Construction, Insurance, Property Damage

Tropical Cyclone Debbie raises the roof – or does she? A recap on building defects, non-disclosure, waiver and estoppel

17 May, 2020

Courts will always look to the equitable nature of dealings when determining the operation of an insurance contract. This case note demonstrates how an insurer was later prevented from changing its position on indemnity when it was aware of, and specifically addressed, a non-disclosure on the part of the insured at the time of its initial granting indemnity.

Author: Viv Braithwaite
Judgment date: 6 May 2020
Citation: Delor Vue Apartments CTS v Allianz Australia Insurance Ltd (No 2) [2020] FCA 588
Jurisdiction: Federal


  • An insurer will be estopped from resiling from an original decision and seeking to rely on section 28(3) of the Insurance Contracts Act 1985 (Cth) to reduce its liability for a claim to nil in circumstances where it has expressly stated that non-disclosure issues will not affect policy response.
  • It is open to an insurer to rely on the non-disclosure of relevant information by an insured with respect to one section of cover, to reduce its liability with respect to a claim under a different section of cover if, prior to policy inception, the disclosure of that information would have resulted in the insurer not accepting that risk.


The Applicant, Delor Vue Apartments CTS, is a body corporate for 62 apartments in Cannonvale, North Queensland. The apartment complex was built in 2008 and 2009 by a developer, Delorain Pty Ltd and a builder, Beachside Constructions (National) Pty Ltd (Beachside).

From at least 2014, reports obtained by the Applicant identified building issues associated with, amongst other things, the roofing of the apartment complex including defective soffit sheeting and eaves.

The Applicant was rightly concerned with the defects that had been identified by the numerous building consultants, with the body corporate minutes noting that the falling eaves presented a “serious Work Place Health and Safety issue due to potential injury to persons if a sheet falls”.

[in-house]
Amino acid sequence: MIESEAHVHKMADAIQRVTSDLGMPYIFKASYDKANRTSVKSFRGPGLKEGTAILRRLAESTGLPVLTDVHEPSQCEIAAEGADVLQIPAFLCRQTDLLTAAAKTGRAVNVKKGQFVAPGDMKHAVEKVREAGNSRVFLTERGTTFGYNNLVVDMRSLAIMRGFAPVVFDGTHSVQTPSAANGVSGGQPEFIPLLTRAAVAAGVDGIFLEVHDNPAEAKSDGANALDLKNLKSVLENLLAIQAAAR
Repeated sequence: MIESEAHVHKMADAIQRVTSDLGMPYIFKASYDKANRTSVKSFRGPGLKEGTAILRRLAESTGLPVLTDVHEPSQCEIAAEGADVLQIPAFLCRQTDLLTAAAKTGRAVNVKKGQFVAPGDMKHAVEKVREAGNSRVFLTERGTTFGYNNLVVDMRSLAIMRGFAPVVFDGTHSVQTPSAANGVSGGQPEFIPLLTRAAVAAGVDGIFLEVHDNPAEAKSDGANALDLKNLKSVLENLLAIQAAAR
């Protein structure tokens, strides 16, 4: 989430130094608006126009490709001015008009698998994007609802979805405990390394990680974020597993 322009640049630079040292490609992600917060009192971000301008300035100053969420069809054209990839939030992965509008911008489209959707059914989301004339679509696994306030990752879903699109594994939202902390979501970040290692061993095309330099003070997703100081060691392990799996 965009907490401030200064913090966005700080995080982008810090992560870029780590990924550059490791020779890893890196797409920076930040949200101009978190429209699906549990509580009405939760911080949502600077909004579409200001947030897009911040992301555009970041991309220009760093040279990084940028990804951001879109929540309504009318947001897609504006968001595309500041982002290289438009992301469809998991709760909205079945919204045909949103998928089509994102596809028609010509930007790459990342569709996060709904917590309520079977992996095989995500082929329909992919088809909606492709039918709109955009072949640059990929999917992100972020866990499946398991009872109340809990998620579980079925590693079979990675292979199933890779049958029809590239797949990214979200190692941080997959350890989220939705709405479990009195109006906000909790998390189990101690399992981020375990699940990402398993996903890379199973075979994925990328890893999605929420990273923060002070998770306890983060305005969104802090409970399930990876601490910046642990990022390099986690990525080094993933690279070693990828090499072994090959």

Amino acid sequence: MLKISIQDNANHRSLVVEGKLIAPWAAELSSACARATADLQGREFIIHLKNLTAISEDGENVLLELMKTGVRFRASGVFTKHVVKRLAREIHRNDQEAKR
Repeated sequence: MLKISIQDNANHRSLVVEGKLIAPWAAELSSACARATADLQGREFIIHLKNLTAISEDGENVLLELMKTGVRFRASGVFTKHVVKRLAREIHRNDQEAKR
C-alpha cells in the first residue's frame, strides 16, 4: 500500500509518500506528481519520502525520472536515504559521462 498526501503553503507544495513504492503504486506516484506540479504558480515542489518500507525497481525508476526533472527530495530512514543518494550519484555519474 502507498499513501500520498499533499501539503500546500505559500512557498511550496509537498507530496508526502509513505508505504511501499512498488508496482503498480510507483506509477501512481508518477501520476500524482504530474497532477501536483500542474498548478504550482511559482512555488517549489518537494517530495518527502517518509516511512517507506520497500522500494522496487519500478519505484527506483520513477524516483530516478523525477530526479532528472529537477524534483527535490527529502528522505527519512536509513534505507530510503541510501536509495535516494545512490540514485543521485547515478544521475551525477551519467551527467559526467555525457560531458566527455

The Applicant took steps to repair the defects and had issued demands to the Beachside, requesting that it return to inspect the site, defects and propose satisfactory repair.

In the absence of any satisfactory response from Beachside, the Applicant proceeded to engage builders to undertake repair work to parts of the roofing.

At around the same time repair work was commencing, the Applicant’s broker arranged insurance for the Applicant for both property damage and public liability, including personal injury, obtaining quotes from both Strata Community Insurance (SCI) as underwriting agent for Allianz Australia Insurance Limited (Allianz) and CGU Insurance (via Strata Unit Underwriters).

The Applicant elected to proceed with SCI. Neither the Applicant, nor its broker, disclosed any information about the defects or repair works being undertaken at the apartment complex. It was noted by the Court that the quotation slip submitted by the Applicant’s broker to SCI did not contain any questions relating to the existence of defects at the apartment complex at policy inception. Similarly, SCI did not ask any questions of the Applicant on this issue. The Applicant was made aware of its duty of disclosure in general terms by its broker.

The period of insurance for the Applicant’s policy with SCI commenced on 23 March 2017 and on 28 March 2017 Tropical Cyclone Debbie crossed the coast, causing damage to the apartments, including significant damage to the roof with sections of the roof torn off the buildings.

The Applicant made a claim on its policy and during the course of SCI’s investigation, the Applicant fully complied and cooperated with SCI, including provision of all prior reports and investigations into the roofing defects.

SCI initially flagged that non-disclosure issues may apply, but on 9 May 2017, SCI issued an email to the Applicant’s broker outlining that:

Despite the non-disclosure issue which is present, Strata Community Insurance (SCI) is pleased to confirm that we will honour the claim and provide indemnity to the Body Corporate, in line with all other relevant policy terms, conditions and exclusions.

In its email, SCI further outlined that it intended to rely on policy exclusions to exclude cover for components of loss relating to the rectification of existing defects.

Over the course of a year, numerous engineering and building consultants were engaged by both SCI and the Applicant in order to determine the scope of works required to rectify the damage and delineate what components of the rectification works would be funded by the Applicant and SCI based on what constituted pre-existing defects.